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British weapons, cholera and Yemen

The High Court ruled in July that Britain’s £3.5bn arms sales to Saudi Arabia is lawful, as whilst Saudi bombing of Yemen ‘probably’ breaches international law, it’s for the government to decide whether it truly does. The government say there’s no clear risk that UK licensed items might be used to commit serious humanitarian law violations. Clearly we’re doing nothing wrong. So who are the bad guys?

About half the planes bombing Yemen are British-made (the Kingdom owns more British-made warplanes than the RAF). Yemen monitors say a third of the 9000 airstrikes have hit civilian targets, including schools, hospitals, weddings and markets. British bomb remnants have turned up repeatedly, and Roy Isbister of Saferworld commented at Chatham House in February that other peoples’ weapons don’t fit British aircraft. It’s fine, though, British bombs avoid schools, as the Saudis declare most targets Al Qaeda bases (afterwards).

Despite all this overwhelming certainty that nothing humanitarian is being violated anywhere, a biblical tragedy is now unfolding. As Sunni President Hadi and the Shia Houthis battle (violently) to rule (benevolently), Yemen’s 27 million people, who normally import 90% of their food, are blockaded by land and sea. The Saudis explain the port was bombed for their own good, as weapons were getting into the country with the food (despite clearly being more effective when dropped onto the country from the sky). 21 million people now need humanitarian aid. 7 million are starving, including 2 million small children. Since April 350,000 have caught cholera, an utterly appalling, preventable plague that drains the life from people with grim indignity. Cholera thrives only because sanitation and clean water systems have been obliterated by bombs that don’t breach international humanitarian law.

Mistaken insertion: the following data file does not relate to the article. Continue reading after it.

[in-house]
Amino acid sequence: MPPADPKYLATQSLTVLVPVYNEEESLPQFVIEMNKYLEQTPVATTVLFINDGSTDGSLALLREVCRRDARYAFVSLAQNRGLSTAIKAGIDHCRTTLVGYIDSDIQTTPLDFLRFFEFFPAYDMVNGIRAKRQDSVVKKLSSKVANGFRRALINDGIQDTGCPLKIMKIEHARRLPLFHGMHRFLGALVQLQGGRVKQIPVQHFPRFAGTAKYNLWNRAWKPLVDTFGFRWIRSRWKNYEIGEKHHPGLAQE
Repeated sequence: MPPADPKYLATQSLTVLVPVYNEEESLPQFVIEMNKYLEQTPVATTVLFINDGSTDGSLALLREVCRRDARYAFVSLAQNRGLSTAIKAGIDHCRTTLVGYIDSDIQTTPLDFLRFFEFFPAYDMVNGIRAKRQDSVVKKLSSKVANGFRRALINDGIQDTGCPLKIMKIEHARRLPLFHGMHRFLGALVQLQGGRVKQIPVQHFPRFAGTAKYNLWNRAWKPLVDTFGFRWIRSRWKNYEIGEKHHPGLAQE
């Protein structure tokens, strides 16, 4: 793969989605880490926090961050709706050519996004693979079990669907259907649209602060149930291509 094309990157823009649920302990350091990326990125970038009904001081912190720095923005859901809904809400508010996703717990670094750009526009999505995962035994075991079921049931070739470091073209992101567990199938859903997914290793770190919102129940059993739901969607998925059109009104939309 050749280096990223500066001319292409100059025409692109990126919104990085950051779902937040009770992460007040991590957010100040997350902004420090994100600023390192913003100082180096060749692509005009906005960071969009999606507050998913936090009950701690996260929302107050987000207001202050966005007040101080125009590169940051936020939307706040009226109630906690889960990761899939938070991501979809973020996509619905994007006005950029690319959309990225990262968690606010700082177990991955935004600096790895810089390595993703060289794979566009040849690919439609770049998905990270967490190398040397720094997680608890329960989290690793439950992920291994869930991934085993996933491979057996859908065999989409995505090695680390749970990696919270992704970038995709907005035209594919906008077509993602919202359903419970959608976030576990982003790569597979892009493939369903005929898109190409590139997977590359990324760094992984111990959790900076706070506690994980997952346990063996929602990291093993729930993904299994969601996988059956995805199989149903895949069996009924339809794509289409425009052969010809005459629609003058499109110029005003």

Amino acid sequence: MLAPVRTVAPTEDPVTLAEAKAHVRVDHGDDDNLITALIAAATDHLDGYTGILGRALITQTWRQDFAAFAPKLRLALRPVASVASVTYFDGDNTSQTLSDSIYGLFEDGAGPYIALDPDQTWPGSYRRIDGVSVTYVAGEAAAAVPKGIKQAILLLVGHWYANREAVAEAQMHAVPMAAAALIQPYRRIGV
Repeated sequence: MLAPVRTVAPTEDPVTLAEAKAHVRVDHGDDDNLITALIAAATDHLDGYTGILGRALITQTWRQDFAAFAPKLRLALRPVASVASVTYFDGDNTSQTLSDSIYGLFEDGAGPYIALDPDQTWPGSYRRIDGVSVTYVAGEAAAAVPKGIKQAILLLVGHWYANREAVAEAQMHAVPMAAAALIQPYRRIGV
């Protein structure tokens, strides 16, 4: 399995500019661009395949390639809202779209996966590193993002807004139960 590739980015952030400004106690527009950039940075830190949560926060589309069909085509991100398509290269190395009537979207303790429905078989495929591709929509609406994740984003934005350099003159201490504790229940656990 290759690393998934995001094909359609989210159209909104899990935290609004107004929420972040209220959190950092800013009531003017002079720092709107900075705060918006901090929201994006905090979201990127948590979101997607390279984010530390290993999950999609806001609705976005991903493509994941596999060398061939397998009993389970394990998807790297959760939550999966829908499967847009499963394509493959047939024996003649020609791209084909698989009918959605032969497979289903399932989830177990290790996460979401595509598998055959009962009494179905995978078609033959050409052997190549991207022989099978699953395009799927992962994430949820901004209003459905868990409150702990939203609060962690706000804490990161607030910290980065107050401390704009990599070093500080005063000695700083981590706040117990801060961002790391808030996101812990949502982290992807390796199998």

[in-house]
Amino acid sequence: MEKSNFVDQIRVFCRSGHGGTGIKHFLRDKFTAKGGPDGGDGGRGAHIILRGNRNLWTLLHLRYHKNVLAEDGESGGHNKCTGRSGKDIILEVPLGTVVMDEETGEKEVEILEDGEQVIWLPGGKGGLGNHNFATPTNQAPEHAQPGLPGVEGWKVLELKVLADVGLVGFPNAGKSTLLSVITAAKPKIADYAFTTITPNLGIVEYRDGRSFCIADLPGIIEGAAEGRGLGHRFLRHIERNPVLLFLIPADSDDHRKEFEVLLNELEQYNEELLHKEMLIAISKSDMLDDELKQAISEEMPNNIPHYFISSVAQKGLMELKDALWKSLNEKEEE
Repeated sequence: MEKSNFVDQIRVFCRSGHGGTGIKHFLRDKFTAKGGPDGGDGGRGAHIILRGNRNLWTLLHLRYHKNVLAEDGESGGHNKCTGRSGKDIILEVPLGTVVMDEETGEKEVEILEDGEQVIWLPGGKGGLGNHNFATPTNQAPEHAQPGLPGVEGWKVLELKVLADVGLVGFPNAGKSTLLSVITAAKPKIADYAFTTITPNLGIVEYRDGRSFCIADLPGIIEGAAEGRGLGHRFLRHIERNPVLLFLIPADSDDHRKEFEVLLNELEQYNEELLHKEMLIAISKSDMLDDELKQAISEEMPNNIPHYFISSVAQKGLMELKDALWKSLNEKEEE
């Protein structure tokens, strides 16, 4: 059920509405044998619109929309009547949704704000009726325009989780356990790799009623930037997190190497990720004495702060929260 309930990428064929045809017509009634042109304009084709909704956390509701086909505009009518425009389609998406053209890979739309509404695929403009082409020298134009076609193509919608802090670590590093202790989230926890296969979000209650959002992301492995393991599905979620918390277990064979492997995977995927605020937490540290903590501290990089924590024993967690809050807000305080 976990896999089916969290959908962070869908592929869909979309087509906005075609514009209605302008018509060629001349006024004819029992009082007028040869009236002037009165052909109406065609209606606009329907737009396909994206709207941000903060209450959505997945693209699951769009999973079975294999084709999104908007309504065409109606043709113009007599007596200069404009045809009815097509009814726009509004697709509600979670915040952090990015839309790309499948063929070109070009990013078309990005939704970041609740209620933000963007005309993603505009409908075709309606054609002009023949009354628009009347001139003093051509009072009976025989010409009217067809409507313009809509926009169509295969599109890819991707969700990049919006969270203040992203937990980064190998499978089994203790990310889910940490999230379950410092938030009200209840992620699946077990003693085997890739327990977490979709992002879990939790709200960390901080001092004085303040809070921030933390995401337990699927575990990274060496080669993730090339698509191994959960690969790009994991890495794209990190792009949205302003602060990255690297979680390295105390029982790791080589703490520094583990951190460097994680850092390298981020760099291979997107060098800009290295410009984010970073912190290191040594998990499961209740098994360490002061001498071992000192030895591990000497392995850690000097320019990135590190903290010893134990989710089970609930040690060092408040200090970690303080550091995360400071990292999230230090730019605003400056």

The UN blames the Yemeni combatants, the Saudis and their international backers for the epidemic. The Saudis insist they’re the blameless guys because they only bomb Al Qaeda, and because President Hadi won 99.8% of the last vote (he was the only candidate). The US give suspects’ names to Yemeni forces, who reportedly detain and question them with a Yemeni special, toasting on metal spits, before passing information back. Good guys surely don’t condone cooking prisoners, but the Yemenis insist reports are ‘exaggerated’, which the US say is clearly true because there are no bad guys here. The US can’t be bad guys though, they are just big guys, having sold $100bn of arms to Saudi Arabia under Obama. On May 21st Trump announced $100bn more, adding, “we are not here to tell other people how to live, what to do, who to be,” in case anyone thought he might have any moral standards for them to aspire to.

We, though, are influential guys. During a BBC election debate in May, Amber Rudd claimed we can influence Saudi Arabia by ‘engaging’ on (arms) trade, and that we need a strong arms industry for our own defence. The doctor, who bizarrely thought we had to keep weapons rather than sell them, for that to work, was greatly relieved. After all, if we weren’t all such good guys, with such influence on our Saudi friends, those weapons could easily have targeted innocent Yemenis in a cynical war of attrition.

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